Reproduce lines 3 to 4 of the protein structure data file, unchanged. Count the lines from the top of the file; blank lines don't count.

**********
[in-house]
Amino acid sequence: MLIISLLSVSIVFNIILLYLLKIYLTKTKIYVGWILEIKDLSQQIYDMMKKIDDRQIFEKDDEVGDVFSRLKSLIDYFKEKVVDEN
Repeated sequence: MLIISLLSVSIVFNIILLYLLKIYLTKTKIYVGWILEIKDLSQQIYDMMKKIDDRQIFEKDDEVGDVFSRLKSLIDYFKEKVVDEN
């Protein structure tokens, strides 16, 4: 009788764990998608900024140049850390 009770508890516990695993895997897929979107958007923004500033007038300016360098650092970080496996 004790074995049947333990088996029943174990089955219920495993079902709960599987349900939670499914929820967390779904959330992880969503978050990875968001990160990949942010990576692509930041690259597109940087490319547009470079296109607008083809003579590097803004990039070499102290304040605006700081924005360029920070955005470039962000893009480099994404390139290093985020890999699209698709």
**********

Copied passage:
Repeated sequence: MLIISLLSVSIVFNIILLYLLKIYLTKTKIYVGWILEIKDLSQQIYDMMKKIDDRQIFEKDDEVGDVFSRLKSLIDYFKEKVVDEN
């Protein structure tokens, strides 16, 4: 009788764990998608900024140049850390 009770508890516990695993895997897929979107958007923004500033007038300016360098650092970080496996 004790074995049947333990088996029943174990089955219920495993079902709960599987349900939670499914929820967390779904959330992880969503978050990875968001990160990949942010990576692509930041690259597109940087490319547009470079296109607008083809003579590097803004990039070499102290304040605006700081924005360029920070955005470039962000893009480099994404390139290093985020890999699209698709």